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The things I’ve learned 

I often look to the new year lamenting the things I didn’t get around to, the resolutions I failed to keep.  That fun run never registered for, the volunteer work that never eventualised, that novel draft still an incomplete hodge podge of scribbles shoved in a bottom drawer.

Last year I told myself I would write this year; write well and write often.  With just three blog posts to my 2015 name you can see how that promise to myself went.

So I’ve decided to reflect on the things I have learned, experienced and observed this year, rather than dwelling on my terrible commitment to unrealistic goals set during the drunken summer evenings of 2014.

In no particular order, here are my key takeaways from 2015:

  • Sweat rash is a debilitating condition.
  • I should take a break from Facebook.
  • Blondes do have more fun.
  • Boxing is gross regardless of gender.
  • Medicine balls are most springy when ricocheting off ones nose.
  • The smaller the world gets, the less we love each other.
  • Magic Mike XXL is a cinematic masterpiece.
  • Effective leaders seldom care what others think of them.  They concern themselves with good strategy and doing right by their people.
  • Toilet training is expensive.
  • Frankfurt book fair is the Disneyland of word nerds.
  • I heart Justin Trudeau.
  • Being de-commissioned = boned.
  • Shopkins everywhere!
  • Three year old kinder = participation obligation.
  • Diets will be the death of me.
  • Thermomix is a cult.
  • It matters how you explain world events to your kids.
  • Music can be medicine.
  • I will always snore while having beauty treatment, resistance is futile.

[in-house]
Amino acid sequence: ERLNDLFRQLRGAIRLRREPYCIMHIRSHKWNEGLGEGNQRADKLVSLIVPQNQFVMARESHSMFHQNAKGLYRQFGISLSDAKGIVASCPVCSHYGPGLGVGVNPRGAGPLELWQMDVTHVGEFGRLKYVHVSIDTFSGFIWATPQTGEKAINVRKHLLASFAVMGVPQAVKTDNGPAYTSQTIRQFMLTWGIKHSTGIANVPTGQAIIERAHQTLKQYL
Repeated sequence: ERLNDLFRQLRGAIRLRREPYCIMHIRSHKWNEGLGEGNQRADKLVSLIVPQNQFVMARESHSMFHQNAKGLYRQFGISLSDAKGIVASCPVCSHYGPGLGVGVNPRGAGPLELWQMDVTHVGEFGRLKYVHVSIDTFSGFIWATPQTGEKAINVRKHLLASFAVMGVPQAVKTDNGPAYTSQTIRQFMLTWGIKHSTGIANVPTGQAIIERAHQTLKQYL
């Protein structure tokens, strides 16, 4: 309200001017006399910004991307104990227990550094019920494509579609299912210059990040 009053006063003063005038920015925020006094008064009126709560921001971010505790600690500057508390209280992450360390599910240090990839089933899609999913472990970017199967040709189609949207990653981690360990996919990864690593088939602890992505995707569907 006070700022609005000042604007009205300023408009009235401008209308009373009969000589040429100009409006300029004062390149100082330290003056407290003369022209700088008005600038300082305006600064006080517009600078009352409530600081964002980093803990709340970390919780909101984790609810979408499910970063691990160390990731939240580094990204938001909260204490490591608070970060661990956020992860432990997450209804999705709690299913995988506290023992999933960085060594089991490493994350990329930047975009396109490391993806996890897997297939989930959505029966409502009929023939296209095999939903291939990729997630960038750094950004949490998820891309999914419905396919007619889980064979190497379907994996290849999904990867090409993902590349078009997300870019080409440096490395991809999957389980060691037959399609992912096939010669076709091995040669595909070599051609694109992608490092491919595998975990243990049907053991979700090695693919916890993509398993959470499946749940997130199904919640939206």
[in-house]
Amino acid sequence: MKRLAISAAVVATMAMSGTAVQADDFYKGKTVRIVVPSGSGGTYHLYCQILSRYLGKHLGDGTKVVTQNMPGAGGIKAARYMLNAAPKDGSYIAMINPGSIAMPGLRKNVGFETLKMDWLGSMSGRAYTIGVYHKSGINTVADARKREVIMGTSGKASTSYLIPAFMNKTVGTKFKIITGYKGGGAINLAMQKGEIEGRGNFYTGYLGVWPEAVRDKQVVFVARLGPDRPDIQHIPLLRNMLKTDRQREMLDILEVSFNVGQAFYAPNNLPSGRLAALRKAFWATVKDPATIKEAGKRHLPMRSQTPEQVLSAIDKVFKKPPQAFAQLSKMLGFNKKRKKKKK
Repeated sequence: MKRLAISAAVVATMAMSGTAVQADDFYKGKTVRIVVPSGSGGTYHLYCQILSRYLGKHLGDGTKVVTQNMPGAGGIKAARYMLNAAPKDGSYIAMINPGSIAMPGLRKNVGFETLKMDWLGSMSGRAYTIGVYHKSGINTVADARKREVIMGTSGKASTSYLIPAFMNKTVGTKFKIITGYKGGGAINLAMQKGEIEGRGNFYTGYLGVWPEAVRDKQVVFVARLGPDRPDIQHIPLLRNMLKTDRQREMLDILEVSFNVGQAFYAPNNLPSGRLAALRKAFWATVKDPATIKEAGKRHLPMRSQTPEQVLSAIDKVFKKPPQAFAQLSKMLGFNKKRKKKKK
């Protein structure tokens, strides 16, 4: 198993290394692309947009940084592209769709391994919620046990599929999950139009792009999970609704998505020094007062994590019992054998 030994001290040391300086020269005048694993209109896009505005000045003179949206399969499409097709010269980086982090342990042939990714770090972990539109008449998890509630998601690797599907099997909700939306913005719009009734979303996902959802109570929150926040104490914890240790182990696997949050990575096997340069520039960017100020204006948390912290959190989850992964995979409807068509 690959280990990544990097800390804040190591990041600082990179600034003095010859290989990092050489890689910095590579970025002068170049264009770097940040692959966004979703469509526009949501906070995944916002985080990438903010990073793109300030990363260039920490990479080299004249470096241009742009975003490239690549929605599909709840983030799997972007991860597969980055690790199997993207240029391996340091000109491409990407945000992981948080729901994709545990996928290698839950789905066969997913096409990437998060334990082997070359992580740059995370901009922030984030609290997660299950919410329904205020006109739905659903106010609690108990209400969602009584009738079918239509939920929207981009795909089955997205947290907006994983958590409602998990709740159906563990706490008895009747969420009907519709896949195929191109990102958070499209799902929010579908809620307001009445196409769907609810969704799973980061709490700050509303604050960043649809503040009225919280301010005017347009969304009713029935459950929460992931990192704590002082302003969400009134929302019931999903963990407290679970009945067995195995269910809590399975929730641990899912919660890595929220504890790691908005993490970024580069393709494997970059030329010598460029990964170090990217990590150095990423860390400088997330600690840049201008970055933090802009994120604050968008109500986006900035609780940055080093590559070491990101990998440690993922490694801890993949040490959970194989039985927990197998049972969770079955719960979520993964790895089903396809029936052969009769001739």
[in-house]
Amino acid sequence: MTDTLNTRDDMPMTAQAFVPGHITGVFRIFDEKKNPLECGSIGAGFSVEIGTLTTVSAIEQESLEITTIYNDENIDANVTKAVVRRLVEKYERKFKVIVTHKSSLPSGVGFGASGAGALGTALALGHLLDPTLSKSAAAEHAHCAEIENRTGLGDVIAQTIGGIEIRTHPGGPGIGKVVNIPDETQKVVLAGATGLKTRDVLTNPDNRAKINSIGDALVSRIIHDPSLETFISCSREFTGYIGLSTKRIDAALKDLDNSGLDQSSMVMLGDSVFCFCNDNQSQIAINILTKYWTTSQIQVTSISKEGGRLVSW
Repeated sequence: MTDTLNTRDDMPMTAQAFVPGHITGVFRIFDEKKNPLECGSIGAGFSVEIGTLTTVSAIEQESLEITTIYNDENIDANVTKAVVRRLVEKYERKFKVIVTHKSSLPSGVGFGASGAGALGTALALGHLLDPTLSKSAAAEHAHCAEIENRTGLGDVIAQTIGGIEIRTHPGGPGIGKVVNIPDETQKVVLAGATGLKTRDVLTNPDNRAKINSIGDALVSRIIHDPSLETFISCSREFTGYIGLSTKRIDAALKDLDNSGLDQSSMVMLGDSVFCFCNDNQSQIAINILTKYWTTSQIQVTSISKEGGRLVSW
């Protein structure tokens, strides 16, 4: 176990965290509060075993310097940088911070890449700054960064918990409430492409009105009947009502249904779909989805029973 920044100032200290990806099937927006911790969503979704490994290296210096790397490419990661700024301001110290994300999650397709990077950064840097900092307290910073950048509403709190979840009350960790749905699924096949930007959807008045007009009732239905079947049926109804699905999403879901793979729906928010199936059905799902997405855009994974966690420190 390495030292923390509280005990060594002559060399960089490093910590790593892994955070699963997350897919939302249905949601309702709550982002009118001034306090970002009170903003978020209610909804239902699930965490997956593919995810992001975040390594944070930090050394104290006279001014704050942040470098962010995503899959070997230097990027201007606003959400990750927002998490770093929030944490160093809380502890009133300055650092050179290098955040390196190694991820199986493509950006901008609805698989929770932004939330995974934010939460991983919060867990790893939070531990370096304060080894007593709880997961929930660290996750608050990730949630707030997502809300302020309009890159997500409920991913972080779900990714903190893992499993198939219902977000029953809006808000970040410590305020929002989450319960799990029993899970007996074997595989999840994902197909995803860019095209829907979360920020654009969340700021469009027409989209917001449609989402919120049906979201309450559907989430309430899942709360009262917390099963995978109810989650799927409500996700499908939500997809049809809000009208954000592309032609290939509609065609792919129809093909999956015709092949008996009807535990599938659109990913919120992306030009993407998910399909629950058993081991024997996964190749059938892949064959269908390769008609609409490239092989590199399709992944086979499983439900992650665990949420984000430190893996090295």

• Kale chip are not chips.
  • Time hurts all wounds.
  • Blogging on an iPad is shit.
  • Jon Snow lives… Please… Doesn’t he? 

The lesson that sticks with me most from this year is something a dear friend told me as she considered some of life’s tough stuff. I’ve thought of it often throughout the year, and reckon it makes sense of things that are often too complex to understand.

Some people go through life like a swim in the ocean. It’s exhilarating, refreshing and enjoyable. To surf above the waves, salt drying on your eyelashes, sun on your shoulders, laughs in the breeze. Every so often, a big wave comes through, a bit darker than the others, and it pulls you under the water.  You bob up for air, sometimes frightened and effected.  Each new swim will remind you of that moment but, for the most part, you carry on splashing around in the surf.

Look under the surface though, and there is someone near you being dumped over and over again. Each wave is dark and pounding on them.  They may look like they’re swimming along with everyone else, but listen for their gasps between each wave. Your friend may not be swimming strong. Are they smiling or struggling? Reach down and give them a lift above the waves – they might not be showing it but they’re about to slip under.

And if you’re under the water with a lung full of salt put your hand up – even just for a second… Someone who loves you will notice and try to pull you to safety.

In short: look out for your mates and avoid Kale chips at all costs.


Tween Flashback – Last Days of Summer

As an aspiring young adult writer, I am so often drawn to the genre. Occasionally it reminds me that my scrappy notebooks and storyboard ideas are like soooo not going to cut in in this space.

I mean there are some seriously wonderful authors out there who just speak ‘young people.’

So as I delve into my latest book, I am at the same time thinking of my own tween years.

*Cue dreamlike harp flashback*